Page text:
Scottish scientists have deciphered the three-dimensional structure of Wza, an integral outer-membrane protein that has been linked to virulence.
Many bacteria possess an external "capsule" of secreted polysaccharide molecules that help them to colonize surfaces, the researchers said, and Wza is responsible for moving such polysaccharides from the inside to the outside of the bacteria where they can function. The capsule is effectively the first point of contact between host and pathogen, making it a potential target for vaccines and other therapies.
The X-ray crystal structure the scientists deciphered reveals that most of Wza is located in the space between the inner plasma membrane and the outer cellular membrane or periplasm.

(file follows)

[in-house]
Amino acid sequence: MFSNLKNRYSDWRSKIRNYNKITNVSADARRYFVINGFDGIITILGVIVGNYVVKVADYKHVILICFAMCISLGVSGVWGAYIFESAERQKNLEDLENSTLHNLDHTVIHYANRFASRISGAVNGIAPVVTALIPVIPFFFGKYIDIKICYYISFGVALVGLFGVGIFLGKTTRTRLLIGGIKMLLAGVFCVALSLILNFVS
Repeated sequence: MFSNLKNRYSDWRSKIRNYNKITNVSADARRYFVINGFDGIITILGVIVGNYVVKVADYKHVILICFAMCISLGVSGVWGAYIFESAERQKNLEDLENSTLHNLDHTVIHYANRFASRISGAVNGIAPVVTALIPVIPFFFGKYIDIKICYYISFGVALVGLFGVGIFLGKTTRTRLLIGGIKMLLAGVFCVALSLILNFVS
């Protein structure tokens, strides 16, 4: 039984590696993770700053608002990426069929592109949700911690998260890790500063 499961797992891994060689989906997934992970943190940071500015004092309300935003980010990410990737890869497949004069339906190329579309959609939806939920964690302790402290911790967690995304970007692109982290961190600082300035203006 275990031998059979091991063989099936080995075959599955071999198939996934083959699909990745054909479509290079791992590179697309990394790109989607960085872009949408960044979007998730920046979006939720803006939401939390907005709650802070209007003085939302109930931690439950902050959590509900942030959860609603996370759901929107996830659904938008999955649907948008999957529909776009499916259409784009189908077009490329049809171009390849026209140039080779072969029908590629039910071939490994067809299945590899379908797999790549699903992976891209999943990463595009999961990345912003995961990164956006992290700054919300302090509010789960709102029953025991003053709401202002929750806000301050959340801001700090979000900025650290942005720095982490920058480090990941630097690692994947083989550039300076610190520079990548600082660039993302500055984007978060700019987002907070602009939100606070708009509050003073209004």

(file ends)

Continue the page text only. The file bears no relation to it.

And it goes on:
The protein, described by James Naismith and colleagues at St. Andrews University, contains a large central cavity through which the polysaccharides are transported.
The researchers say understanding the protein's structure should also contribute to a broader understanding of how other large polar molecules, such as DNA and proteins, are exported from cells.
The study appears online in the journal Nature.
Copyright 2006 by United Press International
Explore further: Genetic basis of color diversity in coral reefs discovered